I had a customer the other day who bought a beautiful striped t-shirt from Levi's Vintage Clothing. When I told him it was indigo-dyed he looked at me as if I was talking jibberish.
So I thought I'd explain the basics on what we mean when we say indigo.
The word Indigo comes from the Roman indicum and means product of India, which is probably from where the first indigo-coloured fabrics came to Europe, once the trade-routes with Asia became established. However artefacts found in northern Africa indicate that Indigo was used to dye fabric as early as 1600 BC. Indigo dye was originally extracted from the leaves of the Indigofera Tinctoria plant (yes, that's the origin of the brand name Indigofera). The extracted deep blue (almost violet) colour is unique in its ability to colour only the surface of a fabric, leaving the inner layers uncoloured. It also fades with time and wear creating the characteristic worn look you get on a pair of worn-in raw jeans. Back in the early days of denim all denim-fabric was coloured with natural indigo.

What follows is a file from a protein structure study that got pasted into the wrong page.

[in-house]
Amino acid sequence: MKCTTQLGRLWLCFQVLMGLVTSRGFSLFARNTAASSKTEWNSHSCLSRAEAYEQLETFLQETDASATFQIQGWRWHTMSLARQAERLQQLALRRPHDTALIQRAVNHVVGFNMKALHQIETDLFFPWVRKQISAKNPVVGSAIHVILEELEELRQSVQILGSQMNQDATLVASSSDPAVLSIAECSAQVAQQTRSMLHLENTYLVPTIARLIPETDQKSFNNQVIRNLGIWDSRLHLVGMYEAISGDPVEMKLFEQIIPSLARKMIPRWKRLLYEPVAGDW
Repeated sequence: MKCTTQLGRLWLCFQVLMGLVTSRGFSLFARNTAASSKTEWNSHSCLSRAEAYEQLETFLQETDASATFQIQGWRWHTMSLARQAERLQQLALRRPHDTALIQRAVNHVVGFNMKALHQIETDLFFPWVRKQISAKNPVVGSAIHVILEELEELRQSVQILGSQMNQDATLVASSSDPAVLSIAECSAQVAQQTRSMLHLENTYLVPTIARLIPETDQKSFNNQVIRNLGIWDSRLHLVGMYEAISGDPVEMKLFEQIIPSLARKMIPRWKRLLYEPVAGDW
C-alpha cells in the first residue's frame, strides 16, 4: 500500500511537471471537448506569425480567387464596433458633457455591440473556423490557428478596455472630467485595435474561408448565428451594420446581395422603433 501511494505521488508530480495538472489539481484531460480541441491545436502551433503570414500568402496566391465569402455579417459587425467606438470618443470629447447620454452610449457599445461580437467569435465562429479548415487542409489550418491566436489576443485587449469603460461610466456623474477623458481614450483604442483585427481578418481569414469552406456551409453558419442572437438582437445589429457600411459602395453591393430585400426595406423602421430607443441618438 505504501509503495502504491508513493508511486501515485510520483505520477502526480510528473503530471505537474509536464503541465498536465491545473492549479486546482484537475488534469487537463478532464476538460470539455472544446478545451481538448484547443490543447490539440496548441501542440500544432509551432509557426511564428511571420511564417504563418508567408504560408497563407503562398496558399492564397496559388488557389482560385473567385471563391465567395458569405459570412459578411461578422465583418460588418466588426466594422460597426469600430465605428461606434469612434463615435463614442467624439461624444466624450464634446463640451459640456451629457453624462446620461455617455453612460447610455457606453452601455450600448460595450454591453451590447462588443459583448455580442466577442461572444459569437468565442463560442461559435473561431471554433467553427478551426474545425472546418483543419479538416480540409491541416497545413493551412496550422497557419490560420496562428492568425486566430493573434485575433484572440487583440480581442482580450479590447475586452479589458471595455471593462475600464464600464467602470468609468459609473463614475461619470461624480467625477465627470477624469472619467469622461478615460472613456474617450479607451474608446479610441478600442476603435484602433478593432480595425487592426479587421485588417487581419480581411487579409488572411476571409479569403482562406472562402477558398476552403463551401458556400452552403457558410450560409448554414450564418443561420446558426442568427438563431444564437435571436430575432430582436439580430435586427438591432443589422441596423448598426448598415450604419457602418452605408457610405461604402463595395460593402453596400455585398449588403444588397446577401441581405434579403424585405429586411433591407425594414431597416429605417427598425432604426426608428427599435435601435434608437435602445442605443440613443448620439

So what an indigo-dye does to a garment is not only to give it the beautiful deep blue colour but also gives its wearer the possibility to make the garment his own by wearing it, creating his or her personal wash.
Here are a few examples of indigo-dyed clothing which we have in stock at the moment.